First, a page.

On receipt of this oracle, Agamemnon sent Ulysses and Talthybius to Clytaemnestra and asked for Iphigenia, alleging a promise of his to give her to Achilles to wife in reward for his military service. So Clytaemnestra sent her, and Agamemnon set her beside the altar, and was about to slaughter her, when Artemis carried her off to the Taurians and appointed her to be her priestess, substituting a deer for her at the altar; but some say that Artemis made her immortal.1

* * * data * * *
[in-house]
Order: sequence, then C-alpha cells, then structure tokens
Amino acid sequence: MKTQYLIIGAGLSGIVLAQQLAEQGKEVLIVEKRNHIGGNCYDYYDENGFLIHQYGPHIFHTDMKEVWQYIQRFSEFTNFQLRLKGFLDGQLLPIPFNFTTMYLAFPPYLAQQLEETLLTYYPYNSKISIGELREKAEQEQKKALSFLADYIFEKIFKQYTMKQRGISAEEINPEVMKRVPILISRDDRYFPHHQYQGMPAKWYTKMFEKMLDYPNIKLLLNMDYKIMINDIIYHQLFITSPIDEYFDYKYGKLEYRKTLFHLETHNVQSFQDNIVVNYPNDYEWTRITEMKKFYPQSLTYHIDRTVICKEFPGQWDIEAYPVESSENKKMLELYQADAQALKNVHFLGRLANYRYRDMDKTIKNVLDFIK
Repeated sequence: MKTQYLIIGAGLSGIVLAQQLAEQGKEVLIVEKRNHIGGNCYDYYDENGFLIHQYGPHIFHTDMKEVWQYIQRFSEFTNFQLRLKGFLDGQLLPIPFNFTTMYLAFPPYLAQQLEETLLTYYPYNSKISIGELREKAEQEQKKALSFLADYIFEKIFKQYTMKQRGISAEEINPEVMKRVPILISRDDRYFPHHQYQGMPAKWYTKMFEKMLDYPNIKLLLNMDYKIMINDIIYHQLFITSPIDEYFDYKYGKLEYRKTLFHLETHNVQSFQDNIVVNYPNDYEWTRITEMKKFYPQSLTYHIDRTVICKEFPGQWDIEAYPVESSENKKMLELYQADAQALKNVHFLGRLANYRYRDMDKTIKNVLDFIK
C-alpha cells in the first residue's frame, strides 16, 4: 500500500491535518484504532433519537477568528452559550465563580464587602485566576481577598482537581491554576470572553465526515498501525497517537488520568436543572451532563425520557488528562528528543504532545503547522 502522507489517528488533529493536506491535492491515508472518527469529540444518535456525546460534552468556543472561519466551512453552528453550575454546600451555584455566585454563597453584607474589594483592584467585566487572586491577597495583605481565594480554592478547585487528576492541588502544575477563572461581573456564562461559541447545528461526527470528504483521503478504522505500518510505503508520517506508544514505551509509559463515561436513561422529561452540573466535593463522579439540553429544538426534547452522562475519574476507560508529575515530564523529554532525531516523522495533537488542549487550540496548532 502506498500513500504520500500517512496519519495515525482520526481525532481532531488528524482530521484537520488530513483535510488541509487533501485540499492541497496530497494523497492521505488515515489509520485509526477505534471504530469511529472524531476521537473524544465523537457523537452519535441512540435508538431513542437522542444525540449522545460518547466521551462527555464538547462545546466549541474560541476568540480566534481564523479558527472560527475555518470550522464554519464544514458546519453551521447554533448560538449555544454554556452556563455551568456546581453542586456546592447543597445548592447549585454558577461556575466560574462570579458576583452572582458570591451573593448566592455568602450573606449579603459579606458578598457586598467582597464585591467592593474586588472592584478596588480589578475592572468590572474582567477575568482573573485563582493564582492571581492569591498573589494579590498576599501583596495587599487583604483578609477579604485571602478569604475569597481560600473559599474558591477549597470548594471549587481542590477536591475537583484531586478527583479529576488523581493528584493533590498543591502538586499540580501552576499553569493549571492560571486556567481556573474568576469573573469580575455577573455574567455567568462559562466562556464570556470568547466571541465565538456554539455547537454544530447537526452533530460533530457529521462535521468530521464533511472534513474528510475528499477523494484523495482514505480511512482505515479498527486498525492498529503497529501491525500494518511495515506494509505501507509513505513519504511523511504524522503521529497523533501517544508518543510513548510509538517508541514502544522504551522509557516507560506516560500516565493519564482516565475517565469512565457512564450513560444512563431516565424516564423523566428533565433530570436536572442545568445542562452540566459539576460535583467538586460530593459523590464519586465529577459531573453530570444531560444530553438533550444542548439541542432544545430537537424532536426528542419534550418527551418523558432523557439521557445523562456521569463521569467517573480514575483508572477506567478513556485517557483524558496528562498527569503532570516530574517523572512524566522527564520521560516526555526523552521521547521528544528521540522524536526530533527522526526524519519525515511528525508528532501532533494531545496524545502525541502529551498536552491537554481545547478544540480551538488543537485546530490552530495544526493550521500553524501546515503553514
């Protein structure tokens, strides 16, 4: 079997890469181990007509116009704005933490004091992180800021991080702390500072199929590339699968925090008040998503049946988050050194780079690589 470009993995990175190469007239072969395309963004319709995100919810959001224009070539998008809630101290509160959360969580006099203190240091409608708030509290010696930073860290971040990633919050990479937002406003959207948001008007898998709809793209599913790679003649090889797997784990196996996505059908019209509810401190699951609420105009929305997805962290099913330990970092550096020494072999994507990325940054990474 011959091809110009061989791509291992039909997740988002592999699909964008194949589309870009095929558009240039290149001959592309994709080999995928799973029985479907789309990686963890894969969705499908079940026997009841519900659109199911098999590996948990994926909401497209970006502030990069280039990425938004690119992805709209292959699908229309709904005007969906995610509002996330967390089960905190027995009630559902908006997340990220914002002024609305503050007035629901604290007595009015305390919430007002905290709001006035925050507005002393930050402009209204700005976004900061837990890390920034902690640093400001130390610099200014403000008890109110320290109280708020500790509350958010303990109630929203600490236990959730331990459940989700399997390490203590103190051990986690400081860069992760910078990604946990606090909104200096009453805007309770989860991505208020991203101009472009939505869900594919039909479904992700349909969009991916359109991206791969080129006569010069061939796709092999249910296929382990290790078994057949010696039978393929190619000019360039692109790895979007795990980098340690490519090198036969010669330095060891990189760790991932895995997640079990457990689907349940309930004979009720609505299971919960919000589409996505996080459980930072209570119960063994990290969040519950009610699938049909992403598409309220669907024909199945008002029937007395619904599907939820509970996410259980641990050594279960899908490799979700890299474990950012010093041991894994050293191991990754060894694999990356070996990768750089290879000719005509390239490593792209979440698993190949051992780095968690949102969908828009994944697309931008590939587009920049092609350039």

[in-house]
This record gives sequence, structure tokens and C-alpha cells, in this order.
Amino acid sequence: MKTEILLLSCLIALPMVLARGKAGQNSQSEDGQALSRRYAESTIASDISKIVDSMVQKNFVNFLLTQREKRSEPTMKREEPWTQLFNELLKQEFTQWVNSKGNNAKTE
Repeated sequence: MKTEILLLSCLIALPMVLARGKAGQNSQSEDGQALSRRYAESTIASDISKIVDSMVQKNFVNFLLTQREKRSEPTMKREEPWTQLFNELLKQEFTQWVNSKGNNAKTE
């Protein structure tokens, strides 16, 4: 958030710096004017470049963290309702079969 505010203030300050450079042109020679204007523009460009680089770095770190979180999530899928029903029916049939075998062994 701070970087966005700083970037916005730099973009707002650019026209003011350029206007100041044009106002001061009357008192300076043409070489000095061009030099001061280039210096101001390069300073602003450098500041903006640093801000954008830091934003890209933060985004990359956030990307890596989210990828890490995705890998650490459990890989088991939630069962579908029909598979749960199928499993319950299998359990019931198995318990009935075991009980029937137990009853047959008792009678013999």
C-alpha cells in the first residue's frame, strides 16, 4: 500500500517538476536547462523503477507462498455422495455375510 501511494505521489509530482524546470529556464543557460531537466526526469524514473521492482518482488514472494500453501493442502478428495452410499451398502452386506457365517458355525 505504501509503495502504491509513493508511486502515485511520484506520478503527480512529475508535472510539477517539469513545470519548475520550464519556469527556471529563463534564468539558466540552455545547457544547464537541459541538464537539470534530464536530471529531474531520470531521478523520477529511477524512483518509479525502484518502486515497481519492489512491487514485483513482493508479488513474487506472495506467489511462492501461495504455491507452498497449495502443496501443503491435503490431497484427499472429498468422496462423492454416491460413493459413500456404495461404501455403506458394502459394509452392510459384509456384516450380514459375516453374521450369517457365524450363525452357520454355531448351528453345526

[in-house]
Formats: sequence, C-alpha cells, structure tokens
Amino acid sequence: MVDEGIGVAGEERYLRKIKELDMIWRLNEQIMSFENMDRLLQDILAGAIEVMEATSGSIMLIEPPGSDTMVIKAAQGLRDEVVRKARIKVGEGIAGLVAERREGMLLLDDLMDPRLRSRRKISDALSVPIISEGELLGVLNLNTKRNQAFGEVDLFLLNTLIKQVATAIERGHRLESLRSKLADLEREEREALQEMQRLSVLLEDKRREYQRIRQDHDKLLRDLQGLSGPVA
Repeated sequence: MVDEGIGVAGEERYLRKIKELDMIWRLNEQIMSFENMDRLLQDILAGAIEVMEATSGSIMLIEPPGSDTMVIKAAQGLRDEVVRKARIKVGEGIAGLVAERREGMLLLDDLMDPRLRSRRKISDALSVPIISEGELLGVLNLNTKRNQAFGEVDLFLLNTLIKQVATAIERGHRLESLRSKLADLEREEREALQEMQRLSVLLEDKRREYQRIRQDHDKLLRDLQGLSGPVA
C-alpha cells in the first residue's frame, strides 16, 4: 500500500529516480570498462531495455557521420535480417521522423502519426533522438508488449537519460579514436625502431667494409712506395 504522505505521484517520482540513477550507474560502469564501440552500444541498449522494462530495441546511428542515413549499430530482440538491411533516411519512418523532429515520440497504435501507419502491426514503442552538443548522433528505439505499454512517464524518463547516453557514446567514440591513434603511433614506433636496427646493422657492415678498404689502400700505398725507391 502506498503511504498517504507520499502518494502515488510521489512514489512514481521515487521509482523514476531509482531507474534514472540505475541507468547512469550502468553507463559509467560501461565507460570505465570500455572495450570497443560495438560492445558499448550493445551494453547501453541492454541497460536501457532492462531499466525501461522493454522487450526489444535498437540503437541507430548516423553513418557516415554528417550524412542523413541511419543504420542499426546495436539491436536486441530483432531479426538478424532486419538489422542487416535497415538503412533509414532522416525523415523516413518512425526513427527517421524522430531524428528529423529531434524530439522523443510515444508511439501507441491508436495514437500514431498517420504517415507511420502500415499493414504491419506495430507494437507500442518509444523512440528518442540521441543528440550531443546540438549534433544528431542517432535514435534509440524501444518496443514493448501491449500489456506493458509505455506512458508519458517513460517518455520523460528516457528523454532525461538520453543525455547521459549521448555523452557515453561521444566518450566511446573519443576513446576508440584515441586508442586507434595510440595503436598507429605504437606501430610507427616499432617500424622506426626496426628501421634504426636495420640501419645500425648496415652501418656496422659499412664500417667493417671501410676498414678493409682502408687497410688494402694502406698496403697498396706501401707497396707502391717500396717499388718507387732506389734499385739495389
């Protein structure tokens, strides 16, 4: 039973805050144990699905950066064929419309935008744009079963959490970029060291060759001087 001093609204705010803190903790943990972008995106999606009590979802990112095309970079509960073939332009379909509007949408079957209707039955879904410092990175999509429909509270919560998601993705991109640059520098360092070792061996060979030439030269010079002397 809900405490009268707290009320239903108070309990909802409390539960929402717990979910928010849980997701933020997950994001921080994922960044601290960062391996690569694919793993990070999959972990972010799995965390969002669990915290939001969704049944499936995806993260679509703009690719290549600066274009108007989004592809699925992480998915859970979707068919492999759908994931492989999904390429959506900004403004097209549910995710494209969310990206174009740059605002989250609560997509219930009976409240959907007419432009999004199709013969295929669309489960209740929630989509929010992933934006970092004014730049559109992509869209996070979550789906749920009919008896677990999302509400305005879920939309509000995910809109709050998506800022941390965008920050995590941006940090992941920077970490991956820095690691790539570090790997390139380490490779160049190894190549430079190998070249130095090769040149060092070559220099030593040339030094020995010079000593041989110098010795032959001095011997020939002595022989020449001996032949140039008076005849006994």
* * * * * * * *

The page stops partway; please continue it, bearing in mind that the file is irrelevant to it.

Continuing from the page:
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1 This account of the attempted sacrifice of Iphigenia at Aulis and the substitution of a doe agrees with the narrative of the same events in the epic Cypria as summarized by Proclus （Epicorum Graecorum Fragmenta, ed. G. Kinkel, p. 19）. It is also in harmony with the tragedy of Euripides on the same subject. See Eur. IA 87ff.; Eur. IA 358ff.; Eur. IA 1541ff. Compare Tzetzes, Scholiast on Lycophron 183; Scholiast on Hom. Il. 1.108; Hyginus, Fab. 98; Ov. Met. 12.24-38; Dictys Cretensis i.19-22; Scriptores rerum mythicarum Latini, ed. Bode, i. pp. 6ff., 141 (First Vatican Mythographer 20; Second Vatican Mythographer 202). Some said that Iphigenia was turned by the goddess into a bear or a bull (Tzetzes, Scholiast on Lycophron 183). Dictys Cretensis dispenses with the intervention of Artemis to save Iphigenia; according to him it was Achilles who rescued the maiden from the altar and conveyed her away to the Scythian king.
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